Importantly the membership of the academy crossed over with that of the cosmopolitan social network centred on the nearby Slaughter's Coffee House, notably in the figures of Hogarth, Roubiliac, and Hayman. Artists from this social set played a pioneering role in establishing a more visible role for contemporary art in Britain. At least six artists also associated with the academy were involved in the creation of decorations at Jonathan Tyer's Vauxhall Gardens from 1737 to 1760, supervised by Francis Hayman. Vauxhall developed as an important site for the display of contemporary art that was orientated in its style and subject matter towards the tastes of a newly socially diverse class of metropolitan cultural consumers. Artists associated with St Martin's Lane were also, under the leadership of Hogarth, prominently active in providing the decorations for the charitable Foundling Hospital set up by Sir Thomas Coram. The opening of this scheme in 1746 constituted what was in effect the first public exhibition of contemporary British art, helping to establish the political and cultural relevance of artists as a professional group.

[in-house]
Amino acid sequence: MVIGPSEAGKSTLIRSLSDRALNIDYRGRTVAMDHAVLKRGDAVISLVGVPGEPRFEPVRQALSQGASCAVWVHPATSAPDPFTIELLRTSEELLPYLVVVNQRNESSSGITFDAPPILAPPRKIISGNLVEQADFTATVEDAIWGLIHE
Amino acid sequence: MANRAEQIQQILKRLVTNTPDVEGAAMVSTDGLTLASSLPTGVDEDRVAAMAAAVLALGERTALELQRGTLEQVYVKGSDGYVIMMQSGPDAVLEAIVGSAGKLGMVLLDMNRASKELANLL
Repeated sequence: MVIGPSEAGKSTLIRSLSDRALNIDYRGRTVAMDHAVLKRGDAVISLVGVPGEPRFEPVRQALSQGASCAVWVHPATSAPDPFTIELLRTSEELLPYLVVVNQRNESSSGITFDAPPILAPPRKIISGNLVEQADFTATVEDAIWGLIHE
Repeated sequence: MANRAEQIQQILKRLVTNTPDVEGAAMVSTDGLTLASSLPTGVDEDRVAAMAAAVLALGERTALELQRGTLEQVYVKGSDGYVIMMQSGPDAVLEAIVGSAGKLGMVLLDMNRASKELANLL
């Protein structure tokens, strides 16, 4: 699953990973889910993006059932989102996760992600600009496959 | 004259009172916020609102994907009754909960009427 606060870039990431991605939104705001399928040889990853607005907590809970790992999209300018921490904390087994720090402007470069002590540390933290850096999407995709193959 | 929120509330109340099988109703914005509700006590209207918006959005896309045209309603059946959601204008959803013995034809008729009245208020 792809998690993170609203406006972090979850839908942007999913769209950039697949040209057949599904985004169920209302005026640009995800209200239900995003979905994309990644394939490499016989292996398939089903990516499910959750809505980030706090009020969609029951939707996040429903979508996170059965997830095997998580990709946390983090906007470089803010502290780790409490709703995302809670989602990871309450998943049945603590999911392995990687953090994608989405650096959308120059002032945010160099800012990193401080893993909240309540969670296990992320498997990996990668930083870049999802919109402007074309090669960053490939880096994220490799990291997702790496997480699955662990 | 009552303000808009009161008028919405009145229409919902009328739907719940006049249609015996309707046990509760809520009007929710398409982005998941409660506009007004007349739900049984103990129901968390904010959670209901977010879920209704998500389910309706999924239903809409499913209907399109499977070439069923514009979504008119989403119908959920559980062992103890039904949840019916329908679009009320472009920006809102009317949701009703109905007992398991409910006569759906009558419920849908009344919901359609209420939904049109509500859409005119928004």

The democratic and 'club-like ethos' of the Saint Martin's Lane Academy itself exemplified the self-image of an emerging urban middle class 'as a self-regulating community of equals' (Solkin, 244). But by the 1740s there were attempts to promote the professional standing and economic opportunities of artists in a more formal and divisive way. In his memoir of the academy (1760–61) Hogarth recalled that 'he became an equal subscriber with the rest signifying at the same time that superior and inferior among artists should be avoided especially in this country' and that 'the having directors with and imitation of the foolish parade of the french academy' had been the downfall of former efforts at instituting a more hierarchical academy (Kitson, 94). Writing in 1754 Hogarth's friend André Rouquet described the academy in terms that associated it with an ideal of native English libertarianism: 'This institution is admirably adapted to the genius of the English: each man pays alike; each is his own master; there is no dependence' (Rouquet, 23). Both Hogarth and Rouquet were writing in the wake of concerted efforts to establish a new and more formally organized academy. In 1753 Francis Milner Newton circulated on behalf of the academy a printed letter reporting that 'There is a scheme on foot for erecting a public academy for the improvement of painting, sculpture and architecture.' This was a proposal for a more formally hierarchical teaching institution originating among some of the academy's membership, although notably not including Hogarth. Newton's letter indicated that 'it is thought necessary to have a certain number of professors, with proper authority, in order to the making regulations, taking in subscriptions, erecting a building, instructing the students, and concerting all such measures as shall be afterwards thought necessary' (Pye, 75). More detailed plans were drawn up and in 1755 these were put to the Society of Dilettanti. At that time the plans had the support of several artists closely associated with St Martin's Lane, including Hayman and John Ellys. The opposition this proposal faced, notably from Hogarth, indicates the depth of division within the community of artists associated with the academy by this time, and in the event the plans fell apart when it emerged that the Dilettanti required a greater level of practical involvement in the running of such an institution than the artists involved would allow. Rouquet was thus able to note, with some relish, that it had failed 'either because it was ill-planned, or because its inutility must have naturally produced its ruin'. In this context, the 'inutility' in question was the hierarchy and pomp associated with the continental academic system: the proponents of a new academy 'forgot to observe that this sort of establishment can never subsist without some subordination, either voluntary or forced; and that every true born Englishman is a sworn enemy of all such subordination, except he finds it strongly his interest' (Rouquet, 24).